When airsoft looks more realistic than your 22LR firearm, you might wanna rethink a bit.

I dunno, just sayin' I guess.
$500 is a lot for what that looks like.
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40xb-shooter
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Posted: 8/10/2010 4:59:40 AM EST
whats a 5.62 nato round?
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gonzo_beyondo
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Posted: 8/10/2010 5:00:17 AM EST

Originally Posted By 40xb-shooter:
whats a 5.62 nato round?

Baby seeking cop tracer talon fang bullets.
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Posted: 8/10/2010 5:01:38 AM EST
[Last Edit: 8/10/2010 5:01:59 AM EST by gonzo_beyondo]


Weight: 5.5 lbs. (without magazine)=

Trigger Pull: 7 lbs.


"If you get the impression that I just don't like anyone and will complain about anything, you'd win a prize, if there was one. " L_JE
tstanfield12
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Posted: 8/10/2010 5:04:02 AM EST
My TacSol dedicated 22lr on a CavArms lower is probably my most used gun right now.

The plus side is that I can actually afford to shoot it on a regular basis and it let's me train with the AR platform.

Total build price was only $650 so not much more than the S&W but feels better made.
Count123
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Posted: 8/10/2010 5:06:30 AM EST
The M&P 15-22
 is a blast to shoot and very light on the wallet. I love mine.
mike_556
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Posted: 8/10/2010 5:12:12 AM EST
Originally Posted By gonzo_beyondo:

Originally Posted By 40xb-shooter:
whats a 5.62 nato round?

Baby seeking cop tracer talon fang bullets.


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TheEngineer
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Posted: 8/10/2010 5:19:20 AM EST
I put a magazine through a friend's the other day. 100% reliable, and very accurate. He's got about 2,000 rounds through it and has had no problems.

Shooting stuff is fun.
Crowkiller
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Posted: 8/10/2010 5:32:25 AM EST
I have one, and it is eating up the federal value packs. I've had a 10/22 for years and this one is approaching the 10/22 in round count.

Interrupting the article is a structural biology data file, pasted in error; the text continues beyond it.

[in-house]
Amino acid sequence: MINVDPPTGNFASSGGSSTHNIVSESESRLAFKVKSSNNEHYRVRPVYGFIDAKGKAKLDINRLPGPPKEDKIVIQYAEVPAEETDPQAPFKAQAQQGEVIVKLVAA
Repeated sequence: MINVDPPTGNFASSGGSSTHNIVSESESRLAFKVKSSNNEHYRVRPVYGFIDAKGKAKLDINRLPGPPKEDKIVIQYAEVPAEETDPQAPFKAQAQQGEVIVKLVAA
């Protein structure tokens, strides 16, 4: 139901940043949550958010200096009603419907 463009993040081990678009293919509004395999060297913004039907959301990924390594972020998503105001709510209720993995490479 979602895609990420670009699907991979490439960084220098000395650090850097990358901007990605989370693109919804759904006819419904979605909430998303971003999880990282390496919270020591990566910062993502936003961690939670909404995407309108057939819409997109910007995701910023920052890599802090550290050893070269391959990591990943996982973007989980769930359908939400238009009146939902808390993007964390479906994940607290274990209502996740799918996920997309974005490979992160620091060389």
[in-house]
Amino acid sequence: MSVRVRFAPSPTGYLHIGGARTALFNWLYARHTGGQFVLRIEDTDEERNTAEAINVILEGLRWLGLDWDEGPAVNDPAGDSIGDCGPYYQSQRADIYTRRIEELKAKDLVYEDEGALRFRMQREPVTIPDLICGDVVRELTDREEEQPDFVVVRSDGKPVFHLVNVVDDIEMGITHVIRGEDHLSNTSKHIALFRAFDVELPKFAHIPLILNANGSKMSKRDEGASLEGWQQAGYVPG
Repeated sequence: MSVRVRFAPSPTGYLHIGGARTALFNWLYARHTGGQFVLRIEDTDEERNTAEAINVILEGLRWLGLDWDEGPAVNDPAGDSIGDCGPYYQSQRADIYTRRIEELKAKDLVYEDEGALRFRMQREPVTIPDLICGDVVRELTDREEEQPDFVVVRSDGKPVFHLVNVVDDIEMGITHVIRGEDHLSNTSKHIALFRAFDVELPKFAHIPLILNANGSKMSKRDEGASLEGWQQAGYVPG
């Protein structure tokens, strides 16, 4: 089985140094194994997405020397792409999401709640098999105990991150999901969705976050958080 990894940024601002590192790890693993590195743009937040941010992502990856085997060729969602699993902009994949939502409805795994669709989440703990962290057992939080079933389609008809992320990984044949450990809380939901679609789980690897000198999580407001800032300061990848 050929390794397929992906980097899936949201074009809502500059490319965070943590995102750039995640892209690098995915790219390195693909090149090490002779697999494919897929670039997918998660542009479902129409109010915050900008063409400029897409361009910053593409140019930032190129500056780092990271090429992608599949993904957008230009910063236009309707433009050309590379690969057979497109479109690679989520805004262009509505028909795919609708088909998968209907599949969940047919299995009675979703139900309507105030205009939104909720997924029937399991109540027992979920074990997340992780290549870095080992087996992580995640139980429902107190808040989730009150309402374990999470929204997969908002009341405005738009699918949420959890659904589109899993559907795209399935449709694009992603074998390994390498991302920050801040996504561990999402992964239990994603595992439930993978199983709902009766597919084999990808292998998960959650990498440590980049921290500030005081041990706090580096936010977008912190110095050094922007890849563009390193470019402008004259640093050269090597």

The magazines are a bit of a pain to load, and the rifle is a bit light. It is not the most accurate .22 out there. But it is FUN, and a good approximation of an AR for muscle memory training.

I REALLY wish they had brought this out as a true upper, but the receiver is sized differently and it will not go on a AR lower.
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Posted: 8/10/2010 5:34:38 AM EST
I have never really understood the attraction of the .22 AR look-a-likes when reliable, dedicated rimfire uppers are available and predate the 'toys'.

Real lower and upper >>>>>> airsoft toy that shoots .22LR


RFutch
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Posted: 8/10/2010 5:38:37 AM EST
Originally Posted By gonzo_beyondo:
Wow, that actually looks like an airsoft toy.


When airsoft looks more realistic than your 22LR firearm, you might wanna rethink a bit.

I dunno, just sayin' I guess.
$500 is a lot for what that looks like.


Form follows function. If you shoot one of those you'll be pulin out your wallet. You can use all normal AR furniture, swap out the trigger with any AR aftermarket trigger, all controls work just like a real AR. IMO its the best .22 on the market...
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crowdlg
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Posted: 8/10/2010 5:40:20 AM EST
Originally Posted By RFutch:
Originally Posted By gonzo_beyondo:
Wow, that actually looks like an airsoft toy.


When airsoft looks more realistic than your 22LR firearm, you might wanna rethink a bit.

I dunno, just sayin' I guess.
$500 is a lot for what that looks like.


Form follows function. If you shoot one of those you'll be pulin out your wallet. You can use all normal AR furniture, swap out the trigger with any AR aftermarket trigger, all controls work just like a real AR. IMO its the best .22 on the market...